Financial Planning

Types of Savings Accounts

Saving is essential to creating a strong financial framework for yourself. There is honestly no way around it. However, you do have a choice on where you save. There are a variety of options that exist so in this blog post we are going to discuss some of the most popular options you have, the pros and cons of each, and which I prefer. 

Note: This is discussing your options on where to store cash for short term uses or your emergency fund. ROTH IRA’s, brokerage accounts, etc. are investment accounts aimed at long term savings and not an option considered for this. 

Typical Savings Account at Bank 

Traditional savings accounts typically offer you the lowest amount of interest of all the accounts. However, the great thing about these accounts is that they offer liquidity meaning you can access the funds in the account whenever needed as long as you abide by the 6 transfers or withdrawals rule a month. 

One thing to beware of is that some traditional savings accounts have minimum requirements where you will be a charged fee every month you fall below that minimum. This fee can end up cancelling out any interest earned, so try and find an account without minimum requirements or do your best to not let you balance fall below it. 

Traditional savings accounts are also FDIC insured if the bank the account is at is FDIC insured. 

Pros = Liquidity, Ease of setting up, FDIC insurance (if bank is FDIC insured)

Cons = Low interest rate, Minimum requirements at times, Variable returns 

Money Market Account 

Money market accounts are basically a combination of a checking and savings account since you can get checks or a debit card to pay directly from the account. These accounts typically have higher interest rates and minimum requirements than traditional savings accounts and also abide by the limit of 6 transfers or withdrawals per month. However, some transactions like withdrawing money from an ATM do not apply. 

Money market accounts are also protected if they are held at a FDIC-insured bank or credit union. These should not be confused with money market mutual funds at Fidelity or Vanguard, those accounts are different. A money market fund is an investment that is sponsored by an investment fund company which leads to no guarantee of principle. A money market account is a type of interest-earning savings account offered by financial institutions.

Pros = Higher interest rate, FDIC insured (if bank is FDIC insured), Can pay directly from account, Liquidity, Ease of setting up

Cons = Higher minimum requirements, Fees for using checks, Variable returns

Certificates of Deposit (CD)

CD’s tend to come with high interest rates, but the catch is the money is not liquid. When you put your cash into a CD, you are agreeing to not take that money out until the CD matures. Common lengths of time are 6 months, 12 months, 24 months, or 5 years. The longer the time frame, the more interest you tend to receive. 

The length of the CD can create a problem for you if you end up needing before the expiration because you would have to pay a penalty to take the funds out before the CD matures. 

CD’s are also FDIC insured if they are held at a FDIC-insured bank or credit union.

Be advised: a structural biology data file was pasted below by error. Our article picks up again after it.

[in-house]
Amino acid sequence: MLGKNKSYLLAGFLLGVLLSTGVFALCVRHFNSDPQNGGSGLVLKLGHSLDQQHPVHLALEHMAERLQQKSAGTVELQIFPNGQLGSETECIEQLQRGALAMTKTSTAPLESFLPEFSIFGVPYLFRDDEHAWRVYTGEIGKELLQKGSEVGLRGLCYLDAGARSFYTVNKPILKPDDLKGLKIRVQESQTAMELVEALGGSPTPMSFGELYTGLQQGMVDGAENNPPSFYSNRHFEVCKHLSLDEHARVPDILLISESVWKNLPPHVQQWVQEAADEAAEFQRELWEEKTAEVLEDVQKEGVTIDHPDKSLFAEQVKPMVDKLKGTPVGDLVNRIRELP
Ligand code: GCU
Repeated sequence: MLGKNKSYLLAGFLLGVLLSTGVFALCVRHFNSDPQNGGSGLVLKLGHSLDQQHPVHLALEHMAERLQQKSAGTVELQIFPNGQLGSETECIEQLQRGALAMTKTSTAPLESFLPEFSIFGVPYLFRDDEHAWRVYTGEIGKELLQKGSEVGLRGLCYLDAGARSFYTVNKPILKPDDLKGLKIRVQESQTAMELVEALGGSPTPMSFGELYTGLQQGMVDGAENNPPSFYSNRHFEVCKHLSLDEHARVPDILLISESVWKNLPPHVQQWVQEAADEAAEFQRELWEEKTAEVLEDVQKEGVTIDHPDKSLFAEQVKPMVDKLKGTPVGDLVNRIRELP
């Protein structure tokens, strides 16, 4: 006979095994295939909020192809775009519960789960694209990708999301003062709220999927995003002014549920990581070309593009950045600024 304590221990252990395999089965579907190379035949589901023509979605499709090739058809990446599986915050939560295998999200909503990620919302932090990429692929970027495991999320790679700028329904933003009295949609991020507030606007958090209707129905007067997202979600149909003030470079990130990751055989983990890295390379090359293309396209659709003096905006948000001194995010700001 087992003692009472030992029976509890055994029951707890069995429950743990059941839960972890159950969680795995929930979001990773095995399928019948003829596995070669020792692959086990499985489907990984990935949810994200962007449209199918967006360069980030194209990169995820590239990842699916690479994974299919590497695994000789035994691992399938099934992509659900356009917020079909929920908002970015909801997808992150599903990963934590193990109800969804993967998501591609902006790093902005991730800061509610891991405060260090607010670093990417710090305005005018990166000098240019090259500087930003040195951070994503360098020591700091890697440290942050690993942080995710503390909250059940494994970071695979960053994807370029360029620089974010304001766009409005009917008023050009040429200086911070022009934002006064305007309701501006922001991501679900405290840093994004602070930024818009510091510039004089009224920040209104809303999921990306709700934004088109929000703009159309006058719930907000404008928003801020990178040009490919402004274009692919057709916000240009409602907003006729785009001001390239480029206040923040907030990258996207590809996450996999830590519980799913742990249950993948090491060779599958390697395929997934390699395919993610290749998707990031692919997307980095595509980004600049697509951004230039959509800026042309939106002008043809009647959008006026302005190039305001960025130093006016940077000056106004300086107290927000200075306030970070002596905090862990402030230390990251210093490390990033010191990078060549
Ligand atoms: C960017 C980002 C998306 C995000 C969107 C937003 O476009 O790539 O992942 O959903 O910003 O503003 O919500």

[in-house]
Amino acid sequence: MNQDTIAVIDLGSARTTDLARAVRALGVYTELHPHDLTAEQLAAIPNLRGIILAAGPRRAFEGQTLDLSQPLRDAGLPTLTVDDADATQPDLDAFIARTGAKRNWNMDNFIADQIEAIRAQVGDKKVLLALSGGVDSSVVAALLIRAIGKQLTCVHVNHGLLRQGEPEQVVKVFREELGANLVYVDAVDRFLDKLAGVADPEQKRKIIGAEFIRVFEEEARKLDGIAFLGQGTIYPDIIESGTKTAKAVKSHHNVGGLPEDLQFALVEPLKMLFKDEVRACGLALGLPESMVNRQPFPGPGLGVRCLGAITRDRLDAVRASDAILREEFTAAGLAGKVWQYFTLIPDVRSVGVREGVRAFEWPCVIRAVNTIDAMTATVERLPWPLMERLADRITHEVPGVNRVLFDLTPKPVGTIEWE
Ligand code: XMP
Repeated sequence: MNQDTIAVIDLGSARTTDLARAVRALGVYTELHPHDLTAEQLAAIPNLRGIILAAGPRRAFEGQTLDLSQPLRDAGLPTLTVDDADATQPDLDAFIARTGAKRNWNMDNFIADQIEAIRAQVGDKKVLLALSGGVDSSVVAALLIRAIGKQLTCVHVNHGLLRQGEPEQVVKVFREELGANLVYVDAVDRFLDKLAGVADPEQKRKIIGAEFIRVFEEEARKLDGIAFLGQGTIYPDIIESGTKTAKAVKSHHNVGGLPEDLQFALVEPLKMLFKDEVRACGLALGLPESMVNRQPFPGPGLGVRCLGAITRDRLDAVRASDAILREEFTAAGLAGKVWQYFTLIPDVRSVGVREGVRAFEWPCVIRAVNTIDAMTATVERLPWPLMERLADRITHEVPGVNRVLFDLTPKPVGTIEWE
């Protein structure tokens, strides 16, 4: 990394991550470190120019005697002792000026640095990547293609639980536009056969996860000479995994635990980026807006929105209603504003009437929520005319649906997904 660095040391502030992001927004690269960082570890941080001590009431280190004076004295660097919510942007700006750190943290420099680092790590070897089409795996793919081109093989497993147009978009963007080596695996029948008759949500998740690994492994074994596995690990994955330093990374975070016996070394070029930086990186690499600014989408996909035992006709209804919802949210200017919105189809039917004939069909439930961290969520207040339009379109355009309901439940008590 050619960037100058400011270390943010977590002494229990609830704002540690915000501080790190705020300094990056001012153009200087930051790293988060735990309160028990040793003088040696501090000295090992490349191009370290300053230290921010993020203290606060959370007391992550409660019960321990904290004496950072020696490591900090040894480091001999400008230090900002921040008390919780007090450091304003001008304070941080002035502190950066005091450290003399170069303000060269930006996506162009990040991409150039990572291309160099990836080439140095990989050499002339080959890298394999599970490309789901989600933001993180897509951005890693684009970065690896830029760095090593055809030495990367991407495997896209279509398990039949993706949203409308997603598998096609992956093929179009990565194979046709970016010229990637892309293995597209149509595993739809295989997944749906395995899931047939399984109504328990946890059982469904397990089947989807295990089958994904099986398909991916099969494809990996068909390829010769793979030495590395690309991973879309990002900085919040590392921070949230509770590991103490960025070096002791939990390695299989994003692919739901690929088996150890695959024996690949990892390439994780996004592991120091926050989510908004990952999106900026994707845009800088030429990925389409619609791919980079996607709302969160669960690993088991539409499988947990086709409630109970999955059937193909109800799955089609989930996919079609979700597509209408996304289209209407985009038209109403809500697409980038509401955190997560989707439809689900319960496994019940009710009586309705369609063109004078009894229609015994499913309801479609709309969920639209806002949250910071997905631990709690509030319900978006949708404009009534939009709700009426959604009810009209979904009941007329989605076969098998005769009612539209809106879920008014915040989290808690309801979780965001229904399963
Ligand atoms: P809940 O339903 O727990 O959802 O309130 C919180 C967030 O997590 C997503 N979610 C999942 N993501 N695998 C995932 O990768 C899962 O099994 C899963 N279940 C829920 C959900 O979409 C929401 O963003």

Pros = High interest rate, Fixed returns, FDIC insured (if bank is FDIC insured), Range of timeframes, No fees as long as you wait until the CD matures

Cons = Lack of liquidity, Minimum requirements, Penalties for withdrawing early

High Yield Savings Account 

High yield savings accounts are very similar to traditional savings accounts except they come with higher interest, hence the name. Typically, high yield savings accounts are at online banks and offer somewhere between .6% and 2% interest per year. These accounts also offer liquidity and abide by the 6 transfers per month rule.

High yield savings accounts are also protected if they are held at a FDIC-insured bank or credit union. 

Pros = Higher interest rates, FDIC insured (if bank is FDIC insured), Liquidity, Ease of setting up

Cons = Variable returns, Can have minimum requirements

My Preference

For me, I prefer to take advantage of accounts that offer both liquidity and high interest rates. If 2020 has taught us anything, it’s that we have no idea what is going to happen in the next few months or years of our life, making liquidity a top priority.. Additionally, I want an account that offers the highest interest rate for my savings so I can try and keep up with inflation.

Let’s look at the difference between using a traditional savings account and a high yield savings account for your emergency fund of $25,000. 

Traditional Savings AccountHigh Yield Savings Account
Interest Rate.01%.6%
Ending Value $25,002.50$25,150
Note: This is a hypothetical example using an average number for each account.

As you can see, if you chose to use a high yield savings account, you would end up gaining $147.50 more in interest. I don’t know about you, but I will take an additional $150 any time I can get it. That is a pretty big difference.

As you try to determine what is the best option for you, look for low/no fees, a competitive interest rate, liquidity, as well as FDIC insurance to back the account. As long as you do that, you are in a good spot, but make sure to earn some interest on your hard earned money so you don’t lose purchasing power due to inflation.

If you found this article helpful and want to grow and learn more about finances and life, join many other millennials and subscribe to my monthly newsletter.

Disclaimer: Nothing on this blog should be considered advice, or recommendations. If you have questions pertaining to your individual situation you should consult your financial advisor. For all of the disclaimers, please see my disclaimers page.

3 thoughts on “Types of Savings Accounts

Comments are closed.